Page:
Climate Change Porn

Anthropogenic Crisis No. 175024 (Melting City) copyright 2022 Douglas Stockdale –

While evaluating some of my recent documentary photographs of the Marshall Fire’s destruction, black and white here, a color version here, I am becoming aware that these photographs are taking on the attributes of ‘ruin porn’. Ruin porn can be described as “a sexy name for a contentious genre of photography. It consists of images of abandoned places, photos that are hauntingly beautiful, that take us inside off-limits structures and let us lust over hot and wet images of decay. Like real porn, it has been called exploitative, amoral, a form of prostitution, and maybe just plain wrong.”

Nevertheless, painting decaying, old and collapsing structures is a very, very old art genre that dates back hundreds and hundreds of years. So it should be no surprise that photography and modern artist would use these broken down structures as metaphors to represent memory, aging, and various types of decay.

The issue for me is about viewer engagement; the realistic and documentary ‘ruin porn’ artwork do not seem to have a lasting impact. Case in point is Yes Marchand and Romain Meffre’s Ruins of Detroit, a photobook that I have reviewed but I have never had the need to look through it again. My documentary images, captured in the aftermath of a real event, such as the Marshall fire that swept through Superior Colorado at the end of last year, become one of many such environmental and fire disasters photographs. We see these searing images often on the TV and News whenever a wild fire breaks out and individual’s homes are seen burnt to the ground. Sometimes the News captures these structures while still in the mist of the fire storm, flames still roaring out of various parts of the houses.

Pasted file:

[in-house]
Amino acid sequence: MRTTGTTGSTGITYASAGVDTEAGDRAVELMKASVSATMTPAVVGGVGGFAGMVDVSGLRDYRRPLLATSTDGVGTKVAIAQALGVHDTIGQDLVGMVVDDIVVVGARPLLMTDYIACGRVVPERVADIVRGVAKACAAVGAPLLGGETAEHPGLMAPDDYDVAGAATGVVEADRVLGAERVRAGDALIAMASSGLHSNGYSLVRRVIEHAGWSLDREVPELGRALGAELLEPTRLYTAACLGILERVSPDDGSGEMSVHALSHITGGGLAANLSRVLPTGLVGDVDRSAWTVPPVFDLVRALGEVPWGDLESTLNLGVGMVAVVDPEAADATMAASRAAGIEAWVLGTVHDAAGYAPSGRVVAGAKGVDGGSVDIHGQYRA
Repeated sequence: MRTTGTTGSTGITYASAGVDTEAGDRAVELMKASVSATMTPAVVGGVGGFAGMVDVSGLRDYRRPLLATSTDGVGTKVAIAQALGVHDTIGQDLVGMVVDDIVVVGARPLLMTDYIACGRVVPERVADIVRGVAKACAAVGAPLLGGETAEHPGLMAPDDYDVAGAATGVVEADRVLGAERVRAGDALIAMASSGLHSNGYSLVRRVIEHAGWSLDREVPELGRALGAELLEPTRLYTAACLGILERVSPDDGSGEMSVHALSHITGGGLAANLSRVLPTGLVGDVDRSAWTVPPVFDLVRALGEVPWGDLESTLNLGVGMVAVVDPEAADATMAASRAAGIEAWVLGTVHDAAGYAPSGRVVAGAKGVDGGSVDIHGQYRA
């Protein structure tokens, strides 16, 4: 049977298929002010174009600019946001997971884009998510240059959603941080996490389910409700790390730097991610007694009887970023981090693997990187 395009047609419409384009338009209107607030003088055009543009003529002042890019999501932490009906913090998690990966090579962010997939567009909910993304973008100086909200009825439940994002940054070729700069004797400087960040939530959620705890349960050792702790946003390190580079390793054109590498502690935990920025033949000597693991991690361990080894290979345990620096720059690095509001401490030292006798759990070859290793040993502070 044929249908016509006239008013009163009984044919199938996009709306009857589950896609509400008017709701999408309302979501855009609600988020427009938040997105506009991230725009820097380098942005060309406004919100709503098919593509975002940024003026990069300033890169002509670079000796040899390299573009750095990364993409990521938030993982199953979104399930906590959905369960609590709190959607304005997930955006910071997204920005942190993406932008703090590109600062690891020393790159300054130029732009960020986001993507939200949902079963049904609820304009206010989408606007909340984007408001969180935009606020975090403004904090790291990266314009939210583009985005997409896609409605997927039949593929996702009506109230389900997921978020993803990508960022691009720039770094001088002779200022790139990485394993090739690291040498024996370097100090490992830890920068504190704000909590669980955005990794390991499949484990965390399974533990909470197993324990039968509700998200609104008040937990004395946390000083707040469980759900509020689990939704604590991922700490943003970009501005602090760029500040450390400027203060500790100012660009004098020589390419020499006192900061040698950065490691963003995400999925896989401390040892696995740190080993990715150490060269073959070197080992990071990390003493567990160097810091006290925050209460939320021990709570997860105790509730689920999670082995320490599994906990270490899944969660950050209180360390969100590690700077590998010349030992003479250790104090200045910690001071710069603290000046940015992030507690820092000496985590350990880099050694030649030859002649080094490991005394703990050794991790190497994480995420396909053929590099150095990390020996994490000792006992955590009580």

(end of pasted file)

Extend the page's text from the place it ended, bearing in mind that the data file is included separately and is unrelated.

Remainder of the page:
Instead I am using the odd color and pictorial structure of my surreal images, such as the one above, which are not meant to appear ‘realistic’, but disorienting and can be difficult to read. I hope to create a visual metaphor meant to have more emotional impact to slow down the viewing process. To ask the viewer to consider what is this image is meant to reveal, what is going on and why might this be something to think about. That the underlying image of the burnt-out and collapsed home in the image above is tragic and has had a substantial impact on a family. Essentially everything that they once owned is gone, devoured by the wind blown flames due to climate change. And maybe my surreal image will have a bit more memory staying power; once seen, you cannot seem to forget it.

Thus I am finding that while the realistic ‘climate change porn’ may be momentarily engaging, I am thinking that these photo documentary type images should be a very small subset, if I use these at all, in my Anthropogenic Crisis project. Leave a comment as to what you think.

Peace

Doug

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Workshop:

Colorado Photographic Arts Center (CPAC): Developing a Creative Photo Book, a virtual (Zoom) workshop I will be leading on: May 14 & 15 – 21 & 22nd, 2022, from 1PM-4PM (Mountain Time). More details and sign-up available now at Colorado Photographic Arts Center.

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